by Justin Senkbile
For over 20 years now, the Alloy Orchestra has been composing and performing their new scores for silent-era classics around the world. Though it's estimated that about three-fourths of all films made during that relatively brief period in film history have been lost forever, there are still a lot of amazing movies that have survived. And from Buster Keaton's “The General” to Dziga Vertov's “Man With a Movie Camera”, Alloy has composed scores for most of them.
They call themselves an orchestra, and live musical performance with movies is an old idea (an essential part of silent-era moviegoing, in fact, and the biggest source of employment for musicians in America until the depression). But there isn't much about The Alloy Orchestra that one could call “classical”. Made up of Terry Donahue, Ken Winokur and Roger Miler (co-founder of and guitarist for post-punk juggernauts Mission of Burma), Alloy composes and performs their distinctive, surprisingly versatile scores using what their website calls“an outrageous assemblage of peculiar objects”.
Of those objects, Donahue is responsible for accordion, musical saw, the occasional bit of vocals, and junk – a term used affectionately to describe the group's rather large rack of unusual bits and pieces of percussion. Winokur, the director of the group, plays clarinet and also dabbles with the junk, while Miller mans the synthesizer.
For the first of their two performances this year at The Ross, Alloy is performing their new score for Karl-Heinz Martin's rare “From Morning to Midnight”. I, unfortunately, am one of the many who have not yet been able to see the film. But from all accounts, its a first-rate German Expressionist freakout, one that supposedly exceeds even the gothic hallucinations of its famous cousin, “The Cabinet of Dr. Caligari”.
Adapted from Georg Kaiser's play, “From Morning to Midnight” was apparently so unusual that German theaters refused to show it after its release in 1920. It was thought to be a bit too challenging for the average viewer; and the Nazis liked it even less when they showed up. An original negative was found in Tokyo in 1959, and was restored in 1987.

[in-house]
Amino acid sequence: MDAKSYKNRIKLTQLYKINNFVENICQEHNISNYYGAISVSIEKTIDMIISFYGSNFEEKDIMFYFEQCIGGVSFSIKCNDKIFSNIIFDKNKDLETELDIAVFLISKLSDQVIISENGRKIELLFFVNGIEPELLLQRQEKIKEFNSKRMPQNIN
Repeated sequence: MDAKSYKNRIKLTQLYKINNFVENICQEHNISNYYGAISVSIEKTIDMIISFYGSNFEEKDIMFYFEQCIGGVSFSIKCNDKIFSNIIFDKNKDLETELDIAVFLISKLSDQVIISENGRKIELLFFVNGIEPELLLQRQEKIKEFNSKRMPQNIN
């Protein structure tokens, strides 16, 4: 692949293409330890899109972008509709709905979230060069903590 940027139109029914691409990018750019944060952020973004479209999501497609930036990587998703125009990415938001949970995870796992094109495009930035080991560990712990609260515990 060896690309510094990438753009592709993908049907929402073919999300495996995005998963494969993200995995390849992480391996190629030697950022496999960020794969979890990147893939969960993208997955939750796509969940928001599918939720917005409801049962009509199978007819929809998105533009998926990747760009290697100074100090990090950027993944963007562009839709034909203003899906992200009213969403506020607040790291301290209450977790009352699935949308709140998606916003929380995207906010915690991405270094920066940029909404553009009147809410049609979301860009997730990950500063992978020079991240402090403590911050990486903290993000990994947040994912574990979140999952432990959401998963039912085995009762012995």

Their second performance will be alongside a compilation of silent shorts collected under the title “Wild and Weird”. Lively one-reel shorts were what film studios churned out most until feature-length movies took hold. Not only are all of these ten movies truly strange, they also provide an interesting look at the variety of subjects and styles in vogue at the time. From stop-motion animation to trick films to flat-out avant-garde exploration, there's a little bit of everything in this program.
The longest of the bunch is “The Cameraman's Revenge”, a marital infidelity tale performed impressively by reanimated bugs that lasts for about 13 minutes. There's also the alternately grotesque and funny “The Acrobatic Fly”, an early experiment with the extreme close up that, since it required so much light, produced a stark, high-contrast image and presumably a few fried flies. There's also a wonderfully creepy magic-trick movie called “The Red Spectre”, which additionally serves as a nice bit of kitsch just in time for Halloween.
There's an unforgettable thrill in seeing films in a theater with live musical accompaniment. No less than Roger Ebert, who's certainly seen this sort of thing a time or two, opines that Alloy is simply “the best in the world at accompanying silent films”. These two performances would qualify as unmissable events, even if the films weren't already so interesting in themselves.
The Alloy Orchestra performs alongside “From Morning to Midnight” on Wednesday, October 5th, and “Wild and Weird” on Thursday, October 6th. Both performances are at 7:30 pm at the Mary Reipma Ross Media Arts Center, 13th and R streets.